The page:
Too vs to vs two: simple tips to help you remember

TOO vs TO vs TWO – simple tips to remember the difference

TOO, TO and TWO are easy to confuse. They may sound the same but they have different uses. These simple tips will help you decide which word you need.

When to use too

TOO is an adverb meaning as well or excessively.

For example:

“I’m going to the park too.”
OR
“I can’t go because it’s too far.”

To help you remember which spelling you need, think O + O = as + well
OR
Two Ss in exceSSive and two Os in too

When to use to

To is a useful preposition that has several meanings. It’s also the most common of the three spellings.

It can be used to indicate a direction, goal, place of arrival or a period of time.

For example:

“I’m going to the shop.”
“The shop is open from 7am to 9pm.”

To can also be used to show the infinitive form of a verb, like this:

“I’m going to buy a newspaper” = to buy
“She needs to leave soon” = to leave

When to use two

Though it’s far less likely to be confused with to and too, the spelling two is the easy one to remember, as it’s only ever the number 2 spelled out.

For example:

“The park is two miles away.”
OR
“Just the two of us.”

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I hope these tips help you remember the difference between too, to and two. Feel free to share your tips if you have a different way of remembering.

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TOO vs TWO vs TO – simple tips to remember the difference

TOO vs TWO vs TO – simple tips to remember the difference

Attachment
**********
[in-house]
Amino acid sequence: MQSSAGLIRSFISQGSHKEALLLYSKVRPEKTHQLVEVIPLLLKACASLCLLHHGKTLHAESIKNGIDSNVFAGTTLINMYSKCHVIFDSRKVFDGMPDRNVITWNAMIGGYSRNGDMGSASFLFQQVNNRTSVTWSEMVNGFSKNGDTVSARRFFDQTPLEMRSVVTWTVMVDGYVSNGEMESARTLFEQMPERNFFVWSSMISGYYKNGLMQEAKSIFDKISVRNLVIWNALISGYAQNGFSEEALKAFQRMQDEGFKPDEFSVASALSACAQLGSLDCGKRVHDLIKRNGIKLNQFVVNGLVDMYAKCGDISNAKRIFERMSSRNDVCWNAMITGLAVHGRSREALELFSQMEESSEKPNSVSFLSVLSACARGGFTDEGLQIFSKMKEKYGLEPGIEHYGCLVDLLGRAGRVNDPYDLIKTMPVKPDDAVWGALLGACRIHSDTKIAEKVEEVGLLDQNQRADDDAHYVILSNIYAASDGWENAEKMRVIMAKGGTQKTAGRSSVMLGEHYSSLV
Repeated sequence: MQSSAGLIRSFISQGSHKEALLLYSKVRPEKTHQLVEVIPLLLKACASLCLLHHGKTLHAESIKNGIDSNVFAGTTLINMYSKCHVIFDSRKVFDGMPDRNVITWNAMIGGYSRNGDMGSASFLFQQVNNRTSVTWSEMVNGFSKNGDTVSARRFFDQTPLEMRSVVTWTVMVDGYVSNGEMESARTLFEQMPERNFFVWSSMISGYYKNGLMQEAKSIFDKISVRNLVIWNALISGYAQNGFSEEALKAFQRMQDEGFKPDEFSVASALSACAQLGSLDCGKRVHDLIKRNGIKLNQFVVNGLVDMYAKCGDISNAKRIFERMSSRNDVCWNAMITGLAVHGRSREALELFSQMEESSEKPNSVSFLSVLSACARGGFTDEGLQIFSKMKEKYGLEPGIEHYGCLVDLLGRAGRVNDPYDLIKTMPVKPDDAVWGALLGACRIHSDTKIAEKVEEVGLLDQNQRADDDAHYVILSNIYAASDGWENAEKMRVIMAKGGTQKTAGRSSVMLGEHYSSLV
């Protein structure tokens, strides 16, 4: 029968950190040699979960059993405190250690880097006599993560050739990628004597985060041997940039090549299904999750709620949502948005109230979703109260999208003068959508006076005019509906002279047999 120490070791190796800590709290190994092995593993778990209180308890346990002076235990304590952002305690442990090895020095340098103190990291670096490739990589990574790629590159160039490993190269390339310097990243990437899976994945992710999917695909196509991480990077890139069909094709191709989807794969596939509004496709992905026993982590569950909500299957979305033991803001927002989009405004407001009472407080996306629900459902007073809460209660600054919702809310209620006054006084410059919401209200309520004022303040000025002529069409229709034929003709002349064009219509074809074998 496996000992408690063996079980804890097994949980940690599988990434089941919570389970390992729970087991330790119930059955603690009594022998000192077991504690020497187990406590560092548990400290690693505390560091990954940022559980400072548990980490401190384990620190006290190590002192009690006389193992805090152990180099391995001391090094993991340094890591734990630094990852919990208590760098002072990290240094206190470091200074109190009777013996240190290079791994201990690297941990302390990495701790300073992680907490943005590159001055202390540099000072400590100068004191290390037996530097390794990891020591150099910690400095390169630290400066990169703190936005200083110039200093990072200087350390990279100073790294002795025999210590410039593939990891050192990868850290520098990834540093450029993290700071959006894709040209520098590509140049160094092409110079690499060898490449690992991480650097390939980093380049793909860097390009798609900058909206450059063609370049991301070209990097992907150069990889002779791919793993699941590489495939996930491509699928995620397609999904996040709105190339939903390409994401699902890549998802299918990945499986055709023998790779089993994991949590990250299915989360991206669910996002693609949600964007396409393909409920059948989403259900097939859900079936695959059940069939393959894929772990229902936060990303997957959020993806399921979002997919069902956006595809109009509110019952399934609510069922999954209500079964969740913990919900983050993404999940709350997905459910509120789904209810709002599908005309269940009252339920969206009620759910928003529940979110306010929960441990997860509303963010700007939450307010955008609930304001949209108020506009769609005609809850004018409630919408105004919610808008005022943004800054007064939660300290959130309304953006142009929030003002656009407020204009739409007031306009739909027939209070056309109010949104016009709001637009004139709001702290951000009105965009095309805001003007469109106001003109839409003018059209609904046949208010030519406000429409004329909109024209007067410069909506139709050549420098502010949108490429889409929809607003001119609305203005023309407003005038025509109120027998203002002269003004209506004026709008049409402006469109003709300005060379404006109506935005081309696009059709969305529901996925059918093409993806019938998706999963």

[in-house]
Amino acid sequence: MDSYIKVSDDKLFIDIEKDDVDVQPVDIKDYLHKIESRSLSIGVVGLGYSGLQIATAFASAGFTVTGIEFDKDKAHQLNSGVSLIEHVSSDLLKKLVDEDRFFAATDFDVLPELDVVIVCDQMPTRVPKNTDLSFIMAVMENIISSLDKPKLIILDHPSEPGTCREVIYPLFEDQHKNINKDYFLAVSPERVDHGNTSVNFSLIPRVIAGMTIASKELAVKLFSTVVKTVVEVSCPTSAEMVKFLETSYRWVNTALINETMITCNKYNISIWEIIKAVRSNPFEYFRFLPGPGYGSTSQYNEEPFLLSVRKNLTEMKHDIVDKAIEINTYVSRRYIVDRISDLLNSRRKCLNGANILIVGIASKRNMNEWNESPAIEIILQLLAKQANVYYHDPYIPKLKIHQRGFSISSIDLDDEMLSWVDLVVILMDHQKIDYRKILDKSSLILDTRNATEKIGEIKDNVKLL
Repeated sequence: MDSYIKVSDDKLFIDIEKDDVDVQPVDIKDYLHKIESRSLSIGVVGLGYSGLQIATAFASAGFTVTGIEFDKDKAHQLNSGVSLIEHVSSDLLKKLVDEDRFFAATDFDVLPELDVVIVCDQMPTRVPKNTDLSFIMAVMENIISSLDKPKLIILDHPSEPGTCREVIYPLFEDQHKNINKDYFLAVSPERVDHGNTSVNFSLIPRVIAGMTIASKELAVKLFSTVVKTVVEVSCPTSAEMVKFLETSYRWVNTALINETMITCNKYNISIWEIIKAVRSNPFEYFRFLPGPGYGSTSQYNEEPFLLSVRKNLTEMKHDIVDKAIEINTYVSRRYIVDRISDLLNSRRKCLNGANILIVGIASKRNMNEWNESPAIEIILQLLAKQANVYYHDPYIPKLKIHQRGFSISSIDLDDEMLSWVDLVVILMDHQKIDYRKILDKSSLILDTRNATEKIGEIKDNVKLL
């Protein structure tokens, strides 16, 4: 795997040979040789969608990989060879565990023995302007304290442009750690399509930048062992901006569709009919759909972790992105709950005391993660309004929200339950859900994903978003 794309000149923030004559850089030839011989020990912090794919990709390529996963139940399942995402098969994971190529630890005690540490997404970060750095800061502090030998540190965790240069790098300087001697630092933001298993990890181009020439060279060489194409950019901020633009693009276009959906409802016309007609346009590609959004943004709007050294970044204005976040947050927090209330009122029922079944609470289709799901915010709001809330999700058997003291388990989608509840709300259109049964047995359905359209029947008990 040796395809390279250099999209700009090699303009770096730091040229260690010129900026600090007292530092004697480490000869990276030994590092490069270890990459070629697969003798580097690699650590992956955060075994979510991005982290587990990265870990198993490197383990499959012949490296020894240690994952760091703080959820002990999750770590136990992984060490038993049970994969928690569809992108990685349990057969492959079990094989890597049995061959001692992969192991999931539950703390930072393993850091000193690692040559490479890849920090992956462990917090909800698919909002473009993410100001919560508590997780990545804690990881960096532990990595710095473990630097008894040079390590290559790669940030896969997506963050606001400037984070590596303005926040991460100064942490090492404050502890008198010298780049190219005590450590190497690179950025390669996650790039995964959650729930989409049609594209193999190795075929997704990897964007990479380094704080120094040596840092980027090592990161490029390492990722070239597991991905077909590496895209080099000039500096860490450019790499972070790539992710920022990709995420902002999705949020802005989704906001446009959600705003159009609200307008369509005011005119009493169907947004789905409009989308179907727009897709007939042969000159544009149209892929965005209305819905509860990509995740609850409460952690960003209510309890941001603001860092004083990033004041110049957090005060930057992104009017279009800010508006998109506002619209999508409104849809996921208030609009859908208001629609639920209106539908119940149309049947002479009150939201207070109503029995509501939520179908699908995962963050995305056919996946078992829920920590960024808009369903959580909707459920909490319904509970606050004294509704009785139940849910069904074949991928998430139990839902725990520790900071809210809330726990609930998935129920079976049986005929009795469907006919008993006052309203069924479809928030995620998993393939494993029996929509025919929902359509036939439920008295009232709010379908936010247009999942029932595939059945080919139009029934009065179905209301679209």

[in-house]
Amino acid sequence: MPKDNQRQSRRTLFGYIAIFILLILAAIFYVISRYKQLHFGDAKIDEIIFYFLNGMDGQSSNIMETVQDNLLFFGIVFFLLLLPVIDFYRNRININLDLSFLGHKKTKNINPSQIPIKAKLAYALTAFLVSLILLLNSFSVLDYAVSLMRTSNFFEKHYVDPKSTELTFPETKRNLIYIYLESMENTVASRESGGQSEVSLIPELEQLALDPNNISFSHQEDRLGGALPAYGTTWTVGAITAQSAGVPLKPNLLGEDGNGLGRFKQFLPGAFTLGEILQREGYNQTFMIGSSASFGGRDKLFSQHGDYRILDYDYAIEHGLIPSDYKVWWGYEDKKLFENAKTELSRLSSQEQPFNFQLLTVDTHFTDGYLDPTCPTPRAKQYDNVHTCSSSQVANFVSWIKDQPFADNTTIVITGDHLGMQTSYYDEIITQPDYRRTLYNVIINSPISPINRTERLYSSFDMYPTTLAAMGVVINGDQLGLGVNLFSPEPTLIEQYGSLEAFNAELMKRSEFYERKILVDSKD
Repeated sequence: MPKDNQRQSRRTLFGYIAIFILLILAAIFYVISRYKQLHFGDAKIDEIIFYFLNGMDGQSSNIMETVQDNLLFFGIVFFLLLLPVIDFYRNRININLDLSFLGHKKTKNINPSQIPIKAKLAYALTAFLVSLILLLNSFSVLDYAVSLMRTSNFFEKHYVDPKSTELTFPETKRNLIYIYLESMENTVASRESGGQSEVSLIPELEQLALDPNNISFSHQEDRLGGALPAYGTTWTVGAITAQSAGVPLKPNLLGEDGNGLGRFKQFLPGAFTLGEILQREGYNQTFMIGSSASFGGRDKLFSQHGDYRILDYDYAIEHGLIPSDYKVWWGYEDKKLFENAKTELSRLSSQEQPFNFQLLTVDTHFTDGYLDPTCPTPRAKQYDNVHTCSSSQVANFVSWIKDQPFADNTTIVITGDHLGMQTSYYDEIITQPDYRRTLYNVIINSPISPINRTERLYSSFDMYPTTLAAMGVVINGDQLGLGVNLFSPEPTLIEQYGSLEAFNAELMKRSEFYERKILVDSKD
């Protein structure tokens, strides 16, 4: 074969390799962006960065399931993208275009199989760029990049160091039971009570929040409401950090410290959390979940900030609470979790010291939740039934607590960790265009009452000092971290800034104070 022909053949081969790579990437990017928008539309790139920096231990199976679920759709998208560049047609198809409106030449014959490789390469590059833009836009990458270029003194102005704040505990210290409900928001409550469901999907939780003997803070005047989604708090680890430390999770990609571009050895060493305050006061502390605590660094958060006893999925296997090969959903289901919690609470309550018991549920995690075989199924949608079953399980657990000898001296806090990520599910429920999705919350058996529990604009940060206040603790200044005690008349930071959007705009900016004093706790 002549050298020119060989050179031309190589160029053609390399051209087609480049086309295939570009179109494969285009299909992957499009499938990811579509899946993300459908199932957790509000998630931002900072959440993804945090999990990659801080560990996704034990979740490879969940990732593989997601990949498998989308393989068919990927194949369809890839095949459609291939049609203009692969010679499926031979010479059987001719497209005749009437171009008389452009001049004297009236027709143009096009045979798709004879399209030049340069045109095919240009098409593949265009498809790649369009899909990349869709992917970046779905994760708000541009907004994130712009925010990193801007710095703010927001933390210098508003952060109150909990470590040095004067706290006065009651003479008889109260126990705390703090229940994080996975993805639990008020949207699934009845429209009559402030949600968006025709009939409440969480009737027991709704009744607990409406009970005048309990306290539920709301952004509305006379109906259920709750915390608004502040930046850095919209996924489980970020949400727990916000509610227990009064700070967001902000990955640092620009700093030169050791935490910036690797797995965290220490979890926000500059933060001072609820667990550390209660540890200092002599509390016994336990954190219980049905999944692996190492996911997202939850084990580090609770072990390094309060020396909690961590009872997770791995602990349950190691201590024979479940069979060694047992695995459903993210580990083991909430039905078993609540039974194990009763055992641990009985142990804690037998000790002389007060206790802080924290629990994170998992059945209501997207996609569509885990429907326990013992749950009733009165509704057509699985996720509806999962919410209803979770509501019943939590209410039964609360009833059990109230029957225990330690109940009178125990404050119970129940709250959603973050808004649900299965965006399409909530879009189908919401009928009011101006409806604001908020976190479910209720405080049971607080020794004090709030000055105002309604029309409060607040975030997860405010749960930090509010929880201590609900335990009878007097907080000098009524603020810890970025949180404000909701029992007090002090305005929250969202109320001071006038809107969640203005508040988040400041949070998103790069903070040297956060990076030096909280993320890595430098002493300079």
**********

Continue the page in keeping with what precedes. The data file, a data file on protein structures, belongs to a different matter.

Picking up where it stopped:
Whose vs who’s: tips to help you learn the difference

WHOSE vs WHO’S – learn the difference between these two commonly confused spellings.

WHOSE and WHO’S are easy to confuse. Though they sound the same – and both have their root in the word WHO – they have different meanings. These simple tips will help you learn the difference.

When to use whose

WHOSE is a possessive pronoun used to ask or tell whom something belongs to.

For example:

Whose pencil is this?”
OR
“JK Rowling is an author whose books are loved by millions.”

When to use who’s

WHO’S is a contraction of who + is or who + has.

For example:

Who’s coming with me?” = “Who is coming with me?”
OR
“Shall I see who’s gone with him?” = “Shall I see who has gone with him?”

In a nutshell, if you can replace the word you’re writing with either who is or who has, always use WHO’S.

I hope this guidance helps you remember the difference between whose and who’s. Let me know how you get on.

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WHOSE vs WHO'S – simple tips to help you get it right.

WHOSE vs WHO’S – simple tips to help you get it right.

Hoard and horde: spelling tips to remember the difference

HOARD and HORDE: which is which? Learn the difference between these identical-sounding words.

HOARD and HORDE are easy to confuse. The fact that the two words sound the same – they’re homophones – means people commonly mix them up.

Here, I outline the difference between HOARD and HORDE.